Windows XP users, your favorite operating system is a decade old, and if you’re still using it, you’re not cool anymore, at least according to Microsoft. That’s the software giant’s recent take on its aging OS, which is still more popular than Vista or Windows 7 worldwide. Microsoft is hoping the final cadre of users hanging on to XP will start to dump it and move to the more modern Windows 7.
“Windows XP just turned 10 years old … 10 years is a long time to have the same old technology,” Microsoft’s Kristina Libby said in a recent blog post. Libby also included an infographic in her post showing you how out of date XP users are. Ten years ago, people were carrying flip phones and watching “Friends” on TV. Now they’ve got iPhones (oops, Windows Phones) and watching “Modern Family.”
The last of the XPicans
Of course, switching to a new phone or giving up your favorite TV show isn’t that tough, but overhauling your home PC is an act some would prefer to avoid as long as possible. And it’s not as if the switchover is imminent. Microsoft plans to support Windows XP Service Pack 3 until April 8, 2014, (SP3 is available for 32-bit systems only). That’s about another 30 months of more XP updates and support from Microsoft, after that you’re on your own.
So is it time to switch or do you plan on running XP until your machine finally gives out and sputters its last blue screen of death?
Here’s a look at the pros and cons of sticking with XP, along with some comments from PCWorld readers who are still die-hard XP fans.
Microsoft has had 10 years to work many of the bugs out of Windows XP. And while many people will cite XP’s pre-Service Pack 2 days when you could literally get a virus just by connecting to a network, that age is long gone. As with any Windows computer, you have to watch out for malware, but most users are happy with how smoothly XP runs even 10 years later.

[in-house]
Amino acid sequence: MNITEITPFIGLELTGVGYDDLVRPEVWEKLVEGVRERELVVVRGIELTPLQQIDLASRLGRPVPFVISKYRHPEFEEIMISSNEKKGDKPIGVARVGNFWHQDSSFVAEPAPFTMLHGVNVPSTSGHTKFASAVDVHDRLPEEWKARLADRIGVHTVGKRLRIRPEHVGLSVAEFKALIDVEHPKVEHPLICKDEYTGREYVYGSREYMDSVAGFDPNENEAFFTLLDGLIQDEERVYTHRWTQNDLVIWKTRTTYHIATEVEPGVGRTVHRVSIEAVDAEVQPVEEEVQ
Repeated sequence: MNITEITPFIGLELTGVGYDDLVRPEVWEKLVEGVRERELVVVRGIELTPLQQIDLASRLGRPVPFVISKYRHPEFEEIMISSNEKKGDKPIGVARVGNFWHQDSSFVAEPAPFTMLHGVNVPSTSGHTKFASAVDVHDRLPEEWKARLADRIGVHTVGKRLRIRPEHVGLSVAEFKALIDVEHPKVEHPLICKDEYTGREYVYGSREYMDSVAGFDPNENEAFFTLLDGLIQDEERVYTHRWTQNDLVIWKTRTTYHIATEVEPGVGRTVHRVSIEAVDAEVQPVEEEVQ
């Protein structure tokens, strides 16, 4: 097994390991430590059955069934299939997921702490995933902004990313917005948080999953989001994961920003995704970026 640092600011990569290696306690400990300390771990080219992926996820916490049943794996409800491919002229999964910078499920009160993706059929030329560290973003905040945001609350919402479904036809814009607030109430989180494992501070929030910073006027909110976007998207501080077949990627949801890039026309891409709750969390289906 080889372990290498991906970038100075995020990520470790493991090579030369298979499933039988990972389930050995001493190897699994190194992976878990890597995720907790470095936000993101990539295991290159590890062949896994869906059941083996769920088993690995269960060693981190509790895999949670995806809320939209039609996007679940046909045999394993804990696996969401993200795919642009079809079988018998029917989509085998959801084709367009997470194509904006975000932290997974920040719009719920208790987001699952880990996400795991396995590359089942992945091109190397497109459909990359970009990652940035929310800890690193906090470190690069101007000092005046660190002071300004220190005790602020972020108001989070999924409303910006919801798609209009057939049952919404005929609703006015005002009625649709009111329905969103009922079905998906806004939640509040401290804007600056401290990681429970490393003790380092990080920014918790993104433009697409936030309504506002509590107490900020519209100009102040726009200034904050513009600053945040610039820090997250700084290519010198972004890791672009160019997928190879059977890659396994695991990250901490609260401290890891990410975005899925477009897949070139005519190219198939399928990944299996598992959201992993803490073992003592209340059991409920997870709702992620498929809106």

Since XP is now 10 years old, many users bought and paid for their OS years ago. So if you decided to upgrade to Windows 7, chances are you’ll need to buy a new computer, unless you bought a new machine in the past few years and deliberately downgraded it to XP.
A prevailing theme among PCWorld readers still running XP appears to be an aversion to purchasing a new device. Arguing that all that will do is line the pockets of Microsoft and its manufacturing partners. “I don’t want a new computer, I don’t need a new OS, and I sure as heck don’t need to spend the time and dollars reinstalling, buying, and re-tweaking applications that work perfectly fine now,” said mb56.
Pro: You can still do a lot of stuff
The truth is you can still keep up with modern technologies and services even if you’re running XP. Skype, Mozilla’s Firefox 7, Google Chrome, Office 2010, Adobe Photoshop CS5, iTunes, Spotify, and Adobe Flash Player 11 are just a few of the more popular programs that are XP-compatible. The only thing truly holding you back might be your hardware. But considering most programs call for at least a 1GHz processor, and considering the 1GHz Pentium III came out in 2000, chances are your machine will be just fine.
If you’ve got old programs that you’re used to using and are running well, you may want to stick with XP until you’ve thoroughly researched whether you can take your old apps with you. PCWorld reader JSamuel says he’s not moving to Windows 7 since he’s running editing software on XP that costs more than $2,000 and is not compatible with Microsoft’s latest OS or Vista.
Another PCWorld reader, goshdarnit, lamented that several of his old programs simply disappeared during the XP-to-7 upgrade, some of which were gone forever since he had lost the discs to reinstall those programs years ago.
Microsoft provides a tool called Windows 7 Upgrade Advisor that can help you determine if you’ll encounter any problems with old software during an XP-to-7 upgrade.
Con: Time really is running out, slowly
You probably don’t want to be running XP after Microsoft gives up on XP in 2014. The biggest reason for upgrading is security. Once Microsoft stops delivering security updates to SP3, you could expose yourself to some serious threats if a new exploit is found in the OS or in a third-party program you’re running. So while you may not want to switch away from XP right now, it is something you should at least start considering. Before you know it, your 30 months will be up.